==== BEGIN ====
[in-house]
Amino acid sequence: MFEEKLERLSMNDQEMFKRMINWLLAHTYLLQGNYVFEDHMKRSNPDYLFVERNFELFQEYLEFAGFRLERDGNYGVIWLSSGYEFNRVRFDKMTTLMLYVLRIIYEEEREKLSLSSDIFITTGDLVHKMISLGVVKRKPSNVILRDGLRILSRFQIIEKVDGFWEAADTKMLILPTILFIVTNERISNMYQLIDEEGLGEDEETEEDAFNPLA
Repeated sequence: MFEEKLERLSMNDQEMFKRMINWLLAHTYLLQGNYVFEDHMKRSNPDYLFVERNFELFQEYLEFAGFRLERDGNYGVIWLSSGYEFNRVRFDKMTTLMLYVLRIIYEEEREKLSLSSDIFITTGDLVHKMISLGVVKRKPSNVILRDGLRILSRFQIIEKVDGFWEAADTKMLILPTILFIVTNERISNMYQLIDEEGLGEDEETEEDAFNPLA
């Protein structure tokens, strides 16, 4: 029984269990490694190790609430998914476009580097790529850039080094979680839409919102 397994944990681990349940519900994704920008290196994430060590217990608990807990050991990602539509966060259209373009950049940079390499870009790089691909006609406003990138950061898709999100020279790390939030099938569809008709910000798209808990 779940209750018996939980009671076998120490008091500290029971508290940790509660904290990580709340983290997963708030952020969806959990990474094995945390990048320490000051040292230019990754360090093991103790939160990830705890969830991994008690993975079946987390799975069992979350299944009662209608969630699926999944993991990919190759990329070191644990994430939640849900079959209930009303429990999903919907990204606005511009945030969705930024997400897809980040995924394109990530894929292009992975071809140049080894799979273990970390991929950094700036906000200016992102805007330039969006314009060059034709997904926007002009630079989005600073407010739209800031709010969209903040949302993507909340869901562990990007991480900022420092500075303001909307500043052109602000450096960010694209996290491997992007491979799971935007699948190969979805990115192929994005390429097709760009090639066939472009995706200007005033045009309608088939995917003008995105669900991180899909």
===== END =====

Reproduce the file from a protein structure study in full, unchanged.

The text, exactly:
[in-house]
Amino acid sequence: MFEEKLERLSMNDQEMFKRMINWLLAHTYLLQGNYVFEDHMKRSNPDYLFVERNFELFQEYLEFAGFRLERDGNYGVIWLSSGYEFNRVRFDKMTTLMLYVLRIIYEEEREKLSLSSDIFITTGDLVHKMISLGVVKRKPSNVILRDGLRILSRFQIIEKVDGFWEAADTKMLILPTILFIVTNERISNMYQLIDEEGLGEDEETEEDAFNPLA
Repeated sequence: MFEEKLERLSMNDQEMFKRMINWLLAHTYLLQGNYVFEDHMKRSNPDYLFVERNFELFQEYLEFAGFRLERDGNYGVIWLSSGYEFNRVRFDKMTTLMLYVLRIIYEEEREKLSLSSDIFITTGDLVHKMISLGVVKRKPSNVILRDGLRILSRFQIIEKVDGFWEAADTKMLILPTILFIVTNERISNMYQLIDEEGLGEDEETEEDAFNPLA
């Protein structure tokens, strides 16, 4: 029984269990490694190790609430998914476009580097790529850039080094979680839409919102 397994944990681990349940519900994704920008290196994430060590217990608990807990050991990602539509966060259209373009950049940079390499870009790089691909006609406003990138950061898709999100020279790390939030099938569809008709910000798209808990 779940209750018996939980009671076998120490008091500290029971508290940790509660904290990580709340983290997963708030952020969806959990990474094995945390990048320490000051040292230019990754360090093991103790939160990830705890969830991994008690993975079946987390799975069992979350299944009662209608969630699926999944993991990919190759990329070191644990994430939640849900079959209930009303429990999903919907990204606005511009945030969705930024997400897809980040995924394109990530894929292009992975071809140049080894799979273990970390991929950094700036906000200016992102805007330039969006314009060059034709997904926007002009630079989005600073407010739209800031709010969209903040949302993507909340869901562990990007991480900022420092500075303001909307500043052109602000450096960010694209996290491997992007491979799971935007699948190969979805990115192929994005390429097709760009090639066939472009995706200007005033045009309608088939995917003008995105669900991180899909």